October 21, 1772: A Bird Round the Neck Is Worth Two in the Bush

English poet Samuel Taylor Coleridge was one of the major literary voices in England at the end of the 18th century. He was born on October 21, 1772, and died on July 25, 1834. Along with his good The Ancient Marinerfriend William Wordsworth, he helped to pioneer the Romantic Age of English poetry.  He’s best known for Kubla Khan (In Xanadu did Kubla Khan /A stately pleasure-dome decree) written, according to Coleridge himself, in “a kind of a reverie” as a result of an opium dream, and Rime of the Ancient Mariner, a seafaring epic, sort of like Mutiny on the Bounty without the mutiny or Titanic without the glitz or the the sinking.

The poem begins at a wedding, where one of the guests, hoping to get into the open bar before it closes is distracted by an old salt “with long grey beard and glittering eye.” This, of course, is the titular ancient mariner – no surprise, since Coleridge identifies him as such in the very first line – who begins his tale:

‘The ship was cheered, the harbour cleared,

Merrily did we drop

Below the kirk, below the hill,

Below the lighthouse top.

The Sun came up upon the left,

Out of the sea came he!

And he shone bright, and on the right

Went down into the sea.

 

Even though the mariner has a nice way with words, the wedding guest is thirsty and he has spotted the bride leading other guests to the bar. But –

 

“The Wedding-Guest he beat his breast,

Yet he cannot choose but hear;

And thus spake on that ancient man,

The bright-eyed Mariner.

 

The mariner describes his journey which takes him into some rather nasty, cold (Vermont-like) weather:

 

“The ice was here, the ice was there,

The ice was all around:

It cracked and growled, and roared and howled,

Like noises in a swound!

 

We can only guess what a swound is – but it is a pretty nasty sounding thing and it does rhyme nicely.  Enter the albatross, seascape left:

 

“At length did cross an Albatross,

Through the fog it came;

As if it had been a Christian soul,

We hailed it in God’s name.

 

The albatross leads the ship and its crew to warmer waters, and a perfect spot for the mariner to conclude his tale as  the wedding guest suggests, nervously checking his watch. But the mariner drops a bomb instead:

 

“‘God save thee, ancient Mariner!

From the fiends, that plague thee thus!—

Why look’st thou so?’—With my cross-bow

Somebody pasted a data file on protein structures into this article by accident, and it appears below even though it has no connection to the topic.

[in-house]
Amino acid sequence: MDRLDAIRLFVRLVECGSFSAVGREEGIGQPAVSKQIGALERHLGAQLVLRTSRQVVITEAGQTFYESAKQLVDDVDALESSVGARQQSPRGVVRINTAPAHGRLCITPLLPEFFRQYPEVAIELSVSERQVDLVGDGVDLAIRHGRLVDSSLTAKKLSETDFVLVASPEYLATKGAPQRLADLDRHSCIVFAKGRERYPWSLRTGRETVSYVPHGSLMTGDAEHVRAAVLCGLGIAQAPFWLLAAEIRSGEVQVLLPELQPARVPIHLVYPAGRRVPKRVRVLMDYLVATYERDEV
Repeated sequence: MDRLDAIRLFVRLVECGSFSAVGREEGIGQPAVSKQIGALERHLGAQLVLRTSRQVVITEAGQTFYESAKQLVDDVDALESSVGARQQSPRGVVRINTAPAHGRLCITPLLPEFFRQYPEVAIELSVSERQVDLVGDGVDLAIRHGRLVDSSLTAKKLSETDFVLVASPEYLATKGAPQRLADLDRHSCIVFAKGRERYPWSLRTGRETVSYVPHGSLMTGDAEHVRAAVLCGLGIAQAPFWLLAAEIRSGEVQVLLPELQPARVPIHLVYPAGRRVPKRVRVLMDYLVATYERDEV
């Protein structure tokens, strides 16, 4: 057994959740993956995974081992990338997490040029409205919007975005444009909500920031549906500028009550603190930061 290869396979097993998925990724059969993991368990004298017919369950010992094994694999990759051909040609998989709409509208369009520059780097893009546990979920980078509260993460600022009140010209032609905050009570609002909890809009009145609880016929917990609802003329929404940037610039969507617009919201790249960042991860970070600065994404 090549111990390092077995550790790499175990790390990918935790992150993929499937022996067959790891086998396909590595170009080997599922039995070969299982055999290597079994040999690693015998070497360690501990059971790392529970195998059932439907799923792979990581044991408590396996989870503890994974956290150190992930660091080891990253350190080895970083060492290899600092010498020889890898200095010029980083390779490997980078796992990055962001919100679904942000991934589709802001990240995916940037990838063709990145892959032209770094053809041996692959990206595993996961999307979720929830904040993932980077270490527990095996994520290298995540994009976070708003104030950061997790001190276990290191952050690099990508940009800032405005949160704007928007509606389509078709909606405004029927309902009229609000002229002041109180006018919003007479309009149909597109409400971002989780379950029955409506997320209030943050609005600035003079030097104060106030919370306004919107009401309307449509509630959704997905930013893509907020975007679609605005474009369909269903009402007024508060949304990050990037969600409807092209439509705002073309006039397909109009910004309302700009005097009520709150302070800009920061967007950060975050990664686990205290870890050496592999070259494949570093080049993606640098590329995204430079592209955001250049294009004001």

I shot the ALBATROSS.

 

Well, wouldn’t you know it, the fair breeze that had delivered them from the cold disappears, and they are becalmed, unable to move, and now it’s getting hot:

 

“Day after day, day after day,

We stuck, nor breath nor motion;

As idle as a painted ship

Upon a painted ocean.

Water, water, every where,

And all the boards did shrink;

Water, water, every where,

Nor any drop to drink.

 

The crew members blame their plight entirely on the mariner. They hang the albatross around his neck and give him the cold shoulder. Eventually they spot a ship in the distance, and they watch for several verses in anticipation. As the vessel draws near, however, they discover that its passengers are Death (a skeleton) and the “Night-mare Life-in-Death” (a deathly-pale woman). These two are playing dice for the souls of the crew. Death wins the lives of the crew members and Life-in-Death the life of the Mariner. He will endure a fate worse than death as punishment for his killing of the albatross.

One by one, all of the crew members die, but the Mariner lives on:

“The many men, so beautiful!

And they all dead did lie:

And a thousand thousand slimy things

Lived on; and so did I.

 

Eventually, left alone with them, the mariner begins to appreciate the slimy things and even begins to pray for them.  And then the albatross falls from his neck. The bodies of the crew, possessed by good spirits, rise again and steer the ship back home, where it sinks again, leaving only the Mariner behind.

But his penance for shooting the albatross is not finished. He is forced to wander the earth annoying wedding guests with his story, a lesson for all those he meets:

 

“Farewell, farewell! but this I tell

To thee, thou Wedding-Guest!

He prayeth well, who loveth well

Both man and bird and beast.”

 

Unfortunately for the wedding guest, he has missed out on the open bar and his dinner (he ordered the chicken) is cold.

Advertisements

October 17, 1814: This Round’s on Me

An unfortunate incident involving beer – aged porter to be precise – occurred in London back in 1814.

The central London parish of St Giles was, as slums go, one of the slummiest.  Although it has since been rather gentrified with theaters, Covent Garden and the British Museum nearby, it was then mostly squalid housing where immigrants crowded into its ramshackle buildings, often more thanbeer one family to a room. Near one end of the parish stood the massive Meux and Company Horse Shoe Brewery, its giant vats filled with thousands of gallons of aging porter.